The train from Latour de Carol to Barcelona tracks its way through verdant rugged landscape as it cuts diagonally across the Montgrony mountain range. I boarded the train at Puigcerda, the next station after Latour de Carol. Almost completely deserted with only a handful of people on board, the train meandered along fertile valley corridors, stopping en route at quite a few minor stations, some consisting of nothing more than a small sheltered platform and a ticket booth. At one point along the route, the outstanding peaks of La Molina alpine ski resort, rising abruptly out of the valley floor, overshadowed the train tracks as the sheer majestic height of the mountains shuttered off the propagation of natural light.
Half-way along the route, the train stopped at Toses, a palpable rural village set at the foot of a one-thousand-metres high ‘collada’, a stunning mountain spot with shady footpaths ideal for amateur hiking and biking. At Toses station, the train suddenly and unexpectedly turned into a noisy school bus when a countless number of school children accompanied by their teachers invaded the carriages.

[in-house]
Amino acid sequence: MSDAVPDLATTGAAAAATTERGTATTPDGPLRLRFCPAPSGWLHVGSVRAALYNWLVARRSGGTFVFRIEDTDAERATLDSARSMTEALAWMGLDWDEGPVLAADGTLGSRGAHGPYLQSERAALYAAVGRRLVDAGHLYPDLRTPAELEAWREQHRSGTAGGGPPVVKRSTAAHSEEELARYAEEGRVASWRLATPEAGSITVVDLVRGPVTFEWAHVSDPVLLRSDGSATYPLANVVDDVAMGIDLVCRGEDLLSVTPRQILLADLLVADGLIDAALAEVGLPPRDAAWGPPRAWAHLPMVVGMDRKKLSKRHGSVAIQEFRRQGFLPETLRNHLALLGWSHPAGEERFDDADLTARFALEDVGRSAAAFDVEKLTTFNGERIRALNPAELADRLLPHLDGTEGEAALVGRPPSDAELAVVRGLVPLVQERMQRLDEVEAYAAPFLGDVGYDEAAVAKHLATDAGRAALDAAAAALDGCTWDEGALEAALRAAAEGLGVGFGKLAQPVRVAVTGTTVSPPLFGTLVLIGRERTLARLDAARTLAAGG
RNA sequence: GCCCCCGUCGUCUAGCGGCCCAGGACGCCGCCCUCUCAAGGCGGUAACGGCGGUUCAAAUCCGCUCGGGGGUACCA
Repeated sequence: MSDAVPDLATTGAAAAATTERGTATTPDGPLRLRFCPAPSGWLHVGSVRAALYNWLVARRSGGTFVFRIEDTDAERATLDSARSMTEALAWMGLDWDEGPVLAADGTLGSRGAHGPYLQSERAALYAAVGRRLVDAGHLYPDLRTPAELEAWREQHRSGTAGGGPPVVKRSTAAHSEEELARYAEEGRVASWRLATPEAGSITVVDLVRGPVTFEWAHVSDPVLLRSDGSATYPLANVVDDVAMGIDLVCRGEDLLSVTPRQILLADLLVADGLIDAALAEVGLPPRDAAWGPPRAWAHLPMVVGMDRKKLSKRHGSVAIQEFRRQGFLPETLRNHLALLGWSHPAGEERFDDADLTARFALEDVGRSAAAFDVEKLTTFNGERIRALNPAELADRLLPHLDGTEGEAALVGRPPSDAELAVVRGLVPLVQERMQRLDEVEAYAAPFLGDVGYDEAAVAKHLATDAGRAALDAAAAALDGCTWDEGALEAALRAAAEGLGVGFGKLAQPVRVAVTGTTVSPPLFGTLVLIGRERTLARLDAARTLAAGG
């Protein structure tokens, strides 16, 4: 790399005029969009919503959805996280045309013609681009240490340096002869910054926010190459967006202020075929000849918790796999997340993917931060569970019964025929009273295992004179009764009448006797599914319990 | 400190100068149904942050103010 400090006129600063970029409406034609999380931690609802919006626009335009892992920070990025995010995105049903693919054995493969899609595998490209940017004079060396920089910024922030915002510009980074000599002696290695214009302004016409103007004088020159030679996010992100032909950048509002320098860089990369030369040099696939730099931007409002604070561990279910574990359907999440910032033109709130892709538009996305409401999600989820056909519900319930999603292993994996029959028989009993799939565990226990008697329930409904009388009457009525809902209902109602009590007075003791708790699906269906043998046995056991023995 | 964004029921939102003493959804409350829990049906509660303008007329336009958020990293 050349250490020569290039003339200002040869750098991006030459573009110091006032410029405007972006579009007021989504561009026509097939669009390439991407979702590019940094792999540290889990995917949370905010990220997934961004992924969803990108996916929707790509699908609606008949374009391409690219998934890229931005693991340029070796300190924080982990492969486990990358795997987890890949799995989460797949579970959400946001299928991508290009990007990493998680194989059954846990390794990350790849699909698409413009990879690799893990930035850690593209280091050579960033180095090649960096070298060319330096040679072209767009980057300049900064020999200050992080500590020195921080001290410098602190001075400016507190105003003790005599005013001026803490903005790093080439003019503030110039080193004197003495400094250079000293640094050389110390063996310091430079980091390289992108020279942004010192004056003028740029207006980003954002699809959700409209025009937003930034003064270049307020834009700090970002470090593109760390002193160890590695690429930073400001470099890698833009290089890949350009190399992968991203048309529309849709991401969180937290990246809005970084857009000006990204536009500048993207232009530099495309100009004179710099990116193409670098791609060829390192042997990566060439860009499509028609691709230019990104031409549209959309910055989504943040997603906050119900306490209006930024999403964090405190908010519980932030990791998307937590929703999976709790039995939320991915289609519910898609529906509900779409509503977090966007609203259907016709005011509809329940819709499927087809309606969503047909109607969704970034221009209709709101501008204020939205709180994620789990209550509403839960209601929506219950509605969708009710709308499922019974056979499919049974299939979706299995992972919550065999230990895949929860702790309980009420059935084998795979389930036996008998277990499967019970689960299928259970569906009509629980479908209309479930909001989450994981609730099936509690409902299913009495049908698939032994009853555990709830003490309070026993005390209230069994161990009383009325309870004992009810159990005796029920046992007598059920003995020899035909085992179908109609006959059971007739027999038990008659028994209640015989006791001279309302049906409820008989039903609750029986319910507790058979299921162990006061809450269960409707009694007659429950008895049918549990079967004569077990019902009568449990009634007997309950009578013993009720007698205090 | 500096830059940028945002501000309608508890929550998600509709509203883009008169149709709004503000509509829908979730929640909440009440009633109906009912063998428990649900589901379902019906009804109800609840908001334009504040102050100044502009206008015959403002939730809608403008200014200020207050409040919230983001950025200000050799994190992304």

Two young girls sitting on the seat facing me were actively absorbed, sending messages on their mobile. I waited patiently until our eyes met and then I interrupted them inquisitively.
"Hola, por Barcelona?"
"No, Ripoll" one girl answered with the air of an expert.
"Yo no entiendo Catalan. Hablas ingles?"